Day: December 16, 2016

2016 Inductees to Academy of Sciences and Arts

In September 2016, the College of Sciences and Arts inducted three new distinguished alumni into the Academy of Sciences and Arts.  Academy members must meet two primary criteria. They must have graduated from a program of the College or one of its predecessors and they must have brought distinction to themselves, their academic department, the College of Sciences and Arts, and Michigan Technological University through participation, commitment, and outstanding leadership in their profession and through public service.  The Academy, established in 1995, now numbers 61 members.  These exemplary individuals include distinguished academics, leaders of industry, members of the National Academy of Sciences, a Hollywood executive, and the University’s sole Nobel Prize winner, Melvin Calvin (1964).

Robert Lane and Cary Chabalowski, Department Chair of Chemistry

The first inductee in 2016 was Robert W. Lane, who enrolled in Tech’s chemistry program (then part of the chemical engineering department) in 1968. After taking almost every chemistry course offered, he graduated with high honors in chemistry in 1972.  Bob moved on to MIT, earning his PhD in Chemistry in 1976, exploring macromolecules and simple models of the redox centers in iron-sulfur electron transport proteins. A postdoc at IBM’s Central Research Lab in San Jose followed before Bob joined the Shepherd Chemical Company as a research chemist in 1977.  Promoted to the position of Technical Director in 1979, he combined managerial and research activities and both developed and oversaw the introduction of many new products that keyed the company’s growth. By 1988, he was General Manager of Shepherd Color Company and went on to become President and CEO. Bob’s technical background was essential in helping move the “color business” from art to science, and the Shepherd Color Company grew to be one of the world’s largest manufacturers of complex inorganic pigments. From 2007 until 2011, Bob served simultaneously as the president of the Shepherd Chemical Company and the Shepherd Color Company but in 2011 returned exclusively to the Shepherd Chemical Company as its President and Operations Manager until his retirement in 2013.  He continues to serve on the board of directors of both companies.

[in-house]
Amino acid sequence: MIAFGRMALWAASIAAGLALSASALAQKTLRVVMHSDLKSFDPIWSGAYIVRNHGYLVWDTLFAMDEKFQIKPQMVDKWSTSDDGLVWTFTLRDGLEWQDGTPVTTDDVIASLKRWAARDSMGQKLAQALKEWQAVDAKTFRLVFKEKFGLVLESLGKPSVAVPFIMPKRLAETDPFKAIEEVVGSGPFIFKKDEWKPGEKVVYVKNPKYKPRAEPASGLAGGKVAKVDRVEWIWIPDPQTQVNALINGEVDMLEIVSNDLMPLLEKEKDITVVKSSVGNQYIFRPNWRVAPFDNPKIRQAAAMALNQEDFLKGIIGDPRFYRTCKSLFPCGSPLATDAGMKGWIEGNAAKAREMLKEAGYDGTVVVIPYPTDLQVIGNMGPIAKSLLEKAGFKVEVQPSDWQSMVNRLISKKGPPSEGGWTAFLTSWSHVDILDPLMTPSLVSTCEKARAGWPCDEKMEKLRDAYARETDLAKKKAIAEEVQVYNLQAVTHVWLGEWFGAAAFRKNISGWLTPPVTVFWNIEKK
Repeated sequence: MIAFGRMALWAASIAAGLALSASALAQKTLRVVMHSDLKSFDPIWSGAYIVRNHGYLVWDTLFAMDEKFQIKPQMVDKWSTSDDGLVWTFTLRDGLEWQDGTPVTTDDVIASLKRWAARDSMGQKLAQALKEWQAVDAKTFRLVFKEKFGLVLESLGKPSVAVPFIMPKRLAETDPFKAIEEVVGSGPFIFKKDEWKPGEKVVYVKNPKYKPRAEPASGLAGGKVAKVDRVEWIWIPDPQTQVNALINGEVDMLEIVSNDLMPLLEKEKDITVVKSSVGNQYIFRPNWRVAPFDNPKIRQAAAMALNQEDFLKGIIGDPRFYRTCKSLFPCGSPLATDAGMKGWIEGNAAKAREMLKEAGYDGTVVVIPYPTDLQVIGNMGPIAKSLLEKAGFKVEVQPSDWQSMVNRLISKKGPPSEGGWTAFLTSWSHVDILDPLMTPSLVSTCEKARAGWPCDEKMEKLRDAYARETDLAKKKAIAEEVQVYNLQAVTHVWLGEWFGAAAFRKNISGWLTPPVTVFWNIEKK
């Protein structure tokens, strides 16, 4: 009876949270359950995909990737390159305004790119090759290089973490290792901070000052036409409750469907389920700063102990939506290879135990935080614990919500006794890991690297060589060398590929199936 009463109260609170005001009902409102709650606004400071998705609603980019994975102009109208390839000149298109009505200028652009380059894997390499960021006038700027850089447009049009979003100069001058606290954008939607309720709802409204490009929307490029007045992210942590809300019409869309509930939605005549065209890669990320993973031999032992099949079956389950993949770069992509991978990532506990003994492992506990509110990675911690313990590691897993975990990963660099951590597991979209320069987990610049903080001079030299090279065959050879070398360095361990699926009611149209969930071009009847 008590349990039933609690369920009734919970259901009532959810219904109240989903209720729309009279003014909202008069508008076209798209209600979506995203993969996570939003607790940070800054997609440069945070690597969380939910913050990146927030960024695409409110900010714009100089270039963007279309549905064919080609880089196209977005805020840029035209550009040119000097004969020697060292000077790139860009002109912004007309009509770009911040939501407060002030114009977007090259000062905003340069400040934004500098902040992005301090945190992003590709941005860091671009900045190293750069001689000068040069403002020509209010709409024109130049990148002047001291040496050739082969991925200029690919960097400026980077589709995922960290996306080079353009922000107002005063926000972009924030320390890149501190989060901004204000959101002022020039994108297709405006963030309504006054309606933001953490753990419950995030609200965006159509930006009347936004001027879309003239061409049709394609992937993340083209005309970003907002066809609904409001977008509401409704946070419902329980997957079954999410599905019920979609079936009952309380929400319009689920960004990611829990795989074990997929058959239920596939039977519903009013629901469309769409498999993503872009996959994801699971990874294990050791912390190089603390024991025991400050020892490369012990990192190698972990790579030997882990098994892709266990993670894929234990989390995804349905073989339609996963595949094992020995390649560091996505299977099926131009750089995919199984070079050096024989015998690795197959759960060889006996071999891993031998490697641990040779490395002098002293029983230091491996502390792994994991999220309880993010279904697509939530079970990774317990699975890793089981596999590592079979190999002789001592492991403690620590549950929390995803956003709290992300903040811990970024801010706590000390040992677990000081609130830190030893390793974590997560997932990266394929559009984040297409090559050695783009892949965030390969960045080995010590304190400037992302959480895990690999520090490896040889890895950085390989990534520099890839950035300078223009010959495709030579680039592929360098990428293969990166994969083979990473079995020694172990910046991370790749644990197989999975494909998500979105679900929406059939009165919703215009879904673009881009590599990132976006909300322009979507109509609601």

Otha Thornton and Ronald Strickland, Department Chair of Humanities, and Otha Thornton
Otha Thornton and Ronald Strickland, Department Chair of Humanities, and Otha Thornton

The second inductee in 2016 was Otha E. Thornton, Jr.  Otha came to Michigan Tech as a Captain in the U.S. Army to join and then lead the Army ROTC unit in 1999. Although he initially asked the Army to send him anywhere else (hoping to avoid the winter weather), Otha took full advantage of his time at Tech by enrolling in the Humanities Department’s graduate program in Rhetoric and Technical Communication.  He received his MS in 2001, but a further indicator of his contribution to Tech came in 2009, when he received  an honorary doctorate in 2009. All the while, Otha remained in the Army, completing his service at the rank of Lieutenant Colonel assigned to the White House Communications Agency and to United States Forces-Iraq in Baghdad, where he earned the Bronze Star for exceptional performance in combat operations during Operation Iraqi Freedom 2009-2010. Now retired from the United States Army, Otha is a committed volunteer for numerous agencies related to communities and schools throughout the country and the world. Most significantly, he is the Immediate Past National President of the National Parent Teacher Association (PTA) and member of the organization’s Board of Directors.  He also has worked closely with state-level PTA’s in Georgia and Maryland. Other educational activities have included service on an Advisory Group for Georgia’s Partnership for Excellence in Education; similarly, he served on the Maryland Education Task Force. In addition, as a life member of the National Eagle Scout Association, he has devoted more than 25 years to that organization. Otha also is principal consultant and owner of the Thornton Consulting Group, and also serves as a senior operations analyst with General Dynamics in Fort Stewart, Georgia.